Reduced pain and avoiding surgery are some of the expected benefits for patients of a new ‘one-stop-shop’ for osteoarthritis.
Patients are now being treated as part of the new Osteoarthritis Chronic Care Program (OACCP) at Auburn Hospital, the first of its kind in Western Sydney Local Health District.
Osteoarthritis is a chronic condition caused by the wearing down of the cartilage at the ends of bones. The painful ailment affects 1 in 11 Australians – a figure predicted to grow with the country’s ageing population.
The new service aims to improve care for patients by allowing them to see a range of different clinicians in a single appointment, avoiding multiple hospital visits.
Carolyn Aiken, 53, has been suffering from osteoarthritis for 15 years and believes she will need surgery in the long run.
Currently she manages her pain with hydrotherapy and medication, but she’s unable to get on the floor to play with her granddaughter or do many household tasks.
The Rooty Hill resident said she found the clinic helpful and it will change the way she does hydrotherapy.
“It was more convenient for me having them all there, not needing to run around making different appointments with all the specialists,” Carolyn said.
“It’s definitely a step ahead in medical practice, especially in the public system, to see the teams working together and coming up with more holistic treatments instead of just medication or surgery.”
Rheumatology advanced trainee Dr Beverly Ng said the clinic is a “one-stop shop” for people to receive intervention from a medical, physiotherapy and dietetic perspective.
“The objective is to optimise osteoarthritis care through less invasive measures, such a lifestyle changes, while patients are waiting for surgery. There’s the potential to get patients off the surgery list with symptom management and improvement in quality of life” Dr Ng said.
“Two things that have been shown to be beneficial are weight loss and strengthening the thigh muscles, but patients may not have been shown how to do that in a structured way.”
Dr Ng explained that the pain of osteoarthritis can lead to a fear of exercise, which creates a harmful cycle when patients’ symptoms get worse as a result of their sedentary lifestyle.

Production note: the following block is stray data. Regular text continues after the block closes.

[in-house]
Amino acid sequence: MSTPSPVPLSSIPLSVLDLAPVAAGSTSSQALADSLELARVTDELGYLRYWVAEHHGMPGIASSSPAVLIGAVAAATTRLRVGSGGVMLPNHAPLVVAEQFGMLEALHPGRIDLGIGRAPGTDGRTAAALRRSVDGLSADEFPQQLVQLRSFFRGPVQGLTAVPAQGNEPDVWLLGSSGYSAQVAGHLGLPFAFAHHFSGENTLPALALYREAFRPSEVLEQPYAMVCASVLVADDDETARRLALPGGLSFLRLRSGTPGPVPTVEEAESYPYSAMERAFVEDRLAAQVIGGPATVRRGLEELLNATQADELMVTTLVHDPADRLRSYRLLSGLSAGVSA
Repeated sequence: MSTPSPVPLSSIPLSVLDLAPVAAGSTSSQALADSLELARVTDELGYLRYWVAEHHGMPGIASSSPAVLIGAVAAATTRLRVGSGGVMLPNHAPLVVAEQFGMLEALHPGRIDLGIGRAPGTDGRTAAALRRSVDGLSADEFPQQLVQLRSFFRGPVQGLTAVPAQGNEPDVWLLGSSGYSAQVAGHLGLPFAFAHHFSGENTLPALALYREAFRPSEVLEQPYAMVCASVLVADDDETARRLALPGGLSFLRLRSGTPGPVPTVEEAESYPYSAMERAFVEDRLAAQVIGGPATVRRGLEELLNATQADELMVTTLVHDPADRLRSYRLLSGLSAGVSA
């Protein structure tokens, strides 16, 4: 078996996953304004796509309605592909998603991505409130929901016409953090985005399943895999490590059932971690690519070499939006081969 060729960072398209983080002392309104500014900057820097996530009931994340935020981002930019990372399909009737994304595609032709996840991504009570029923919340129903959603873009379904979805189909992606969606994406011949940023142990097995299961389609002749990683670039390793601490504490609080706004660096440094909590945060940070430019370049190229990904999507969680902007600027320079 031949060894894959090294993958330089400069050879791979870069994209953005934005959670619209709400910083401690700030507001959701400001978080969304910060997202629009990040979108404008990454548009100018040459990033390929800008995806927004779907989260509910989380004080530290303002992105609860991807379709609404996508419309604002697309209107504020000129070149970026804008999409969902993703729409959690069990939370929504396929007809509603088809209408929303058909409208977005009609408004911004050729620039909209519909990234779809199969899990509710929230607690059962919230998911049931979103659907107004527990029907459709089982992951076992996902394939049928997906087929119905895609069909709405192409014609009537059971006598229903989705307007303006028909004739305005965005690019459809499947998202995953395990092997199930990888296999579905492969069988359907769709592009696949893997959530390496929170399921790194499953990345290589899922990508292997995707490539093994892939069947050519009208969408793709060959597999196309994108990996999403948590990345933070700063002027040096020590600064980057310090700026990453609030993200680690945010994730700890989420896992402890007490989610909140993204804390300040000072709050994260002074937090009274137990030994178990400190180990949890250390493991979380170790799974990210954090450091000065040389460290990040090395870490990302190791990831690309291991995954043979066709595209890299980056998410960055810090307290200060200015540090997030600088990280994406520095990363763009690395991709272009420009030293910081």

Under the new program, patients initially attend a clinic at Auburn Hospital, and are subsequently followed up at 3, 6 and 12-month time points to monitor their progress.
Most patients would be eligible for referral to follow-up physiotherapy and dietetic programs at Westmead Hospital, giving them the knowledge and regular feedback needed to make beneficial lifestyle changes.
Dr Ng said the program also involves understanding patients’ mental health and the impact of the condition on their quality of life, as part of a holistic approach to care.
Patients are given the tools to track their own progress and monitor their improvement in mobility and everyday activities.
The program is still in its early stages but, based on patient feedback and demand, could be rolled out to other hospitals or community care centres within the district.
Commencing in 2017/18, OACCP is one of 13 NSW Health initiatives being rolled out as part of the Leading Better Value Care program, which aims to support local health districts to deliver improved outcomes and experiences for patients and better value for the health system.
Western Sydney Local Health District received $800,000 in 2018/19 to continue implementing eight Leading Better Value initiatives, of which approximately $300,000 was assigned to the OACCP.
The 2019 NSW Government budget committed $24 billion in recurrent funding as part of a record $26.7 billion health budget in the 2019/20 financial year.
NSW Health is finalising individual budget allocations, for the coming year, with a focus on improving health services and patient care, supporting families and boosting jobs in regional and rural communities.